Through our involvement in the Oregon Department of Agriculture’s Food Safety Task Force, Friends of Family Farmers is in a unique position to help provide feedback to ODA on how they approach their responsibilities for FSMA inspections, enforcement, etc. If you have any questions you’d like us to convey to ODA, please email our Policy Director, Ivan Maluski email@example.com or give us a call.
2015 – A Year of Progress and Change for Friends of Family Farmers
We rang in 2015 moving at full speed and our strong and successful advocacy on behalf of Oregon’s socially responsible family farmers continued all year long, with growth in policy advocacy, program development, and community events.
As the 2015 Oregon Legislative Session began, we moved our new office to downtown Salem, just blocks from the State Capitol and state administrative office buildings to allow for more frequent visits to key legislators and decision-makers.
On March 30th, we hosted our most successful Family Farmer and Rancher Day at the State Capitol yet, advancing key food and farm priorities to our elected decision-makers and demonstrating the power of the local farm and food movement. We rallied on the Capitol steps and met with nearly all of Oregon’s 90 legislators over the course of the day.
This event was key in helping pass new legislation to support Oregon’s family farmers and a strong local food system. We tracked dozens of bills in Salem in 2015, winning key victories in expanding access to Oregon’s beginning farmer loan program (Aggie Bonds), limiting legal liability for farms engaging in value-added agri-tourism activities, making historic investments in Extension and Agricultural Research programs, and expanding Oregon’s Farm to School program.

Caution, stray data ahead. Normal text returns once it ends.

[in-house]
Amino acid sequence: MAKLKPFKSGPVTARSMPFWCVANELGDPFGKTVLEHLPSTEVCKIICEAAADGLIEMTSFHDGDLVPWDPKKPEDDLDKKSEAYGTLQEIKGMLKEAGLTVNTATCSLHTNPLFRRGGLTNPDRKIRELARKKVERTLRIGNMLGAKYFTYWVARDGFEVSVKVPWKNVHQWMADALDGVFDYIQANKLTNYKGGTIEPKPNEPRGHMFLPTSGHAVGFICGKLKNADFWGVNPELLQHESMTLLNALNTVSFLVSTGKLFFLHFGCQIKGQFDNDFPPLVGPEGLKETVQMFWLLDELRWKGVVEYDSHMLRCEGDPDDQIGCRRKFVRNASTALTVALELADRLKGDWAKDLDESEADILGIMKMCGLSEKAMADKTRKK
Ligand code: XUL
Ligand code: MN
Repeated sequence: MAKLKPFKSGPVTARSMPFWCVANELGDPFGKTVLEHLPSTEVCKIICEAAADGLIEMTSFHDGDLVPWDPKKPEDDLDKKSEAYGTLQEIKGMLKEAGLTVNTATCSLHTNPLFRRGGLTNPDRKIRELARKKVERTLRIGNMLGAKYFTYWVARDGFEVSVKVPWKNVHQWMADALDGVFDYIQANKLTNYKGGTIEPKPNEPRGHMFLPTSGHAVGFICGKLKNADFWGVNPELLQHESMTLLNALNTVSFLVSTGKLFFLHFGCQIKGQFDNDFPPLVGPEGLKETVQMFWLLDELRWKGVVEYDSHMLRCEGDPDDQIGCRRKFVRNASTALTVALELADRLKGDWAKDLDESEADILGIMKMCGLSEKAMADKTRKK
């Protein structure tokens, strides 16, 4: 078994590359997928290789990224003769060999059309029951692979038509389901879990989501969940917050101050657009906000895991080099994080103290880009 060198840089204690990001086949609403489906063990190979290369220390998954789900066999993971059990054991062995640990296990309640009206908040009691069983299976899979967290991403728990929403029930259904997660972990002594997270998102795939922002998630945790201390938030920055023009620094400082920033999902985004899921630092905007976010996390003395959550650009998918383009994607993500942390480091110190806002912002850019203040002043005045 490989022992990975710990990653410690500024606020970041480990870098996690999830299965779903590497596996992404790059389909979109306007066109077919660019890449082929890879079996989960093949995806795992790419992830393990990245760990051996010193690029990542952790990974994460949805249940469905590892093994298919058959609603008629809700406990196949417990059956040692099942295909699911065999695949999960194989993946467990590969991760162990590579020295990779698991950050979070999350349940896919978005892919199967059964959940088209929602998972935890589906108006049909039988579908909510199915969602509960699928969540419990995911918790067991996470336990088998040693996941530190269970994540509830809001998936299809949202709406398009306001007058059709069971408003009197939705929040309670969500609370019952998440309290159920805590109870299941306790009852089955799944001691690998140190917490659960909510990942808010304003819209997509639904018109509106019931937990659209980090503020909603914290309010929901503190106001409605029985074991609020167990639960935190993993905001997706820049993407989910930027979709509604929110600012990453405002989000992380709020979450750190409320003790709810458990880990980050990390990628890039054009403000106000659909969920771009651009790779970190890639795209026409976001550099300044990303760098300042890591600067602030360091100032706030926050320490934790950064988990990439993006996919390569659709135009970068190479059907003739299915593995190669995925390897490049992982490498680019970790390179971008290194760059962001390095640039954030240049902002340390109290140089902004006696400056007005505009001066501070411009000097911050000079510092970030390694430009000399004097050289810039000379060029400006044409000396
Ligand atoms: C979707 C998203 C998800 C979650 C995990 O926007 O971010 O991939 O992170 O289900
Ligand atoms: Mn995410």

We also testified and rallied the public around the growing threats from irresponsible antibiotic use on factory farms, the need for safeguards for farmers threatened with contamination from genetically engineered crops, efforts to promote urban agriculture, and the need for reform of Oregon’s Board of Agriculture.
Over the course of 2015, nearly 1500 FoFF supporters called and sent letters to the Governor and your state legislators throughout the year.
In 2015, we continued our six-year run of monthly InFARMation (and Beer!) educational events in Portland, reaching hundreds of urban residents to talk about how they can support socially responsible family farmers and ranchers in Oregon. We brought several of these events to Bend as well.
We also launched our first ever Portland Fill Your Pantry event, featuring 14 local farms who sold over 1,711 pounds of winter squash, 1,380 pounds of grains and beans, 3,851 pounds of storage veggies, and 840 pounds of pasture-raised meats. More than 160 customers made nearly $24,000 in advance bulk purchases from sustainable producers.
Finally, a summary of our 2015 wouldn’t be complete without mention of new staff joining our team.
Sarah Peters joined us as our new Executive Director. Kelly Crane came on board in a new position of Rural Organizer. We also hired a new Next Generation Program Organizer Molly Notarianni and Office Manager Katie Engelman.
Ivan Maluski remains on staff as our Policy Director and Erinn Criswell transitioned into our new Urban Organizer position to round out our new team.
Looking ahead to 2016, we are organizing another round of our farmer listening sessions, starting in the mid-Willamette Valley this year, and visiting all corners of the state early next year. Be sure to check our website for dates in your neck of the woods!
While we expect the short Legislative session in February 2016 to be less action-packed than 2015’s six-month session, we are poised to advocate for small and mid-sized farmers as the Legislature considers what bills to pass.
Our Urban Outreach program is also busy planning events in Bend, Eugene, Salem, McMinnville, and more in 2016. The Next Generation program is covering a lot of territory as well, with events and trainings for new and young farmers around the state, and a launch of our redesigned Oregon Land Link database, iFarm, scheduled for early April.
We look forward to continuing to expand access to and opportunities for local, socially responsible agriculture in Oregon!